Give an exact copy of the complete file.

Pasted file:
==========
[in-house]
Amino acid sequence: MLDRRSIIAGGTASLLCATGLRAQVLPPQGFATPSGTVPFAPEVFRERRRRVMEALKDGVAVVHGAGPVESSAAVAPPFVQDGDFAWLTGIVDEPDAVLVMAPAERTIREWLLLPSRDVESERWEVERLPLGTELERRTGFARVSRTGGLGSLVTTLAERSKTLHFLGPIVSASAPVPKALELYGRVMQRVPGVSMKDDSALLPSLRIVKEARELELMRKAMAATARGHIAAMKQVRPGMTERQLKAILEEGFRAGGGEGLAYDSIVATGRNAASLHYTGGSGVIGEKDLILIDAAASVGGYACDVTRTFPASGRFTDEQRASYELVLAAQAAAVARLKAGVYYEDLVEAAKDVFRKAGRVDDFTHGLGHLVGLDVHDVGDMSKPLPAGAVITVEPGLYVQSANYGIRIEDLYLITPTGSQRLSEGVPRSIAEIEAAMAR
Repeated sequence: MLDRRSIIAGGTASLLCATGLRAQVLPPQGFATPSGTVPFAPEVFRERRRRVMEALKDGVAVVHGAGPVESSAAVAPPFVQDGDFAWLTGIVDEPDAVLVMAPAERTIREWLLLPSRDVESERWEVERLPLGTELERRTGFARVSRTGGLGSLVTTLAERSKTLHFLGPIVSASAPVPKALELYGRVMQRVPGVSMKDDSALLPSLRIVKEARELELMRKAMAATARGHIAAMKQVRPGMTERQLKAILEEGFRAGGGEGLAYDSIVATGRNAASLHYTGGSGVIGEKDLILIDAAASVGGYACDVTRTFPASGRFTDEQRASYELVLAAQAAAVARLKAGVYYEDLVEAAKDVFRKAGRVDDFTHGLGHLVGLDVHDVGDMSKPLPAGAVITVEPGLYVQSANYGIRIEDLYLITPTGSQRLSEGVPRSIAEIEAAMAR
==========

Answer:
[in-house]
Amino acid sequence: MLDRRSIIAGGTASLLCATGLRAQVLPPQGFATPSGTVPFAPEVFRERRRRVMEALKDGVAVVHGAGPVESSAAVAPPFVQDGDFAWLTGIVDEPDAVLVMAPAERTIREWLLLPSRDVESERWEVERLPLGTELERRTGFARVSRTGGLGSLVTTLAERSKTLHFLGPIVSASAPVPKALELYGRVMQRVPGVSMKDDSALLPSLRIVKEARELELMRKAMAATARGHIAAMKQVRPGMTERQLKAILEEGFRAGGGEGLAYDSIVATGRNAASLHYTGGSGVIGEKDLILIDAAASVGGYACDVTRTFPASGRFTDEQRASYELVLAAQAAAVARLKAGVYYEDLVEAAKDVFRKAGRVDDFTHGLGHLVGLDVHDVGDMSKPLPAGAVITVEPGLYVQSANYGIRIEDLYLITPTGSQRLSEGVPRSIAEIEAAMAR
Repeated sequence: MLDRRSIIAGGTASLLCATGLRAQVLPPQGFATPSGTVPFAPEVFRERRRRVMEALKDGVAVVHGAGPVESSAAVAPPFVQDGDFAWLTGIVDEPDAVLVMAPAERTIREWLLLPSRDVESERWEVERLPLGTELERRTGFARVSRTGGLGSLVTTLAERSKTLHFLGPIVSASAPVPKALELYGRVMQRVPGVSMKDDSALLPSLRIVKEARELELMRKAMAATARGHIAAMKQVRPGMTERQLKAILEEGFRAGGGEGLAYDSIVATGRNAASLHYTGGSGVIGEKDLILIDAAASVGGYACDVTRTFPASGRFTDEQRASYELVLAAQAAAVARLKAGVYYEDLVEAAKDVFRKAGRVDDFTHGLGHLVGLDVHDVGDMSKPLPAGAVITVEPGLYVQSANYGIRIEDLYLITPTGSQRLSEGVPRSIAEIEAAMAR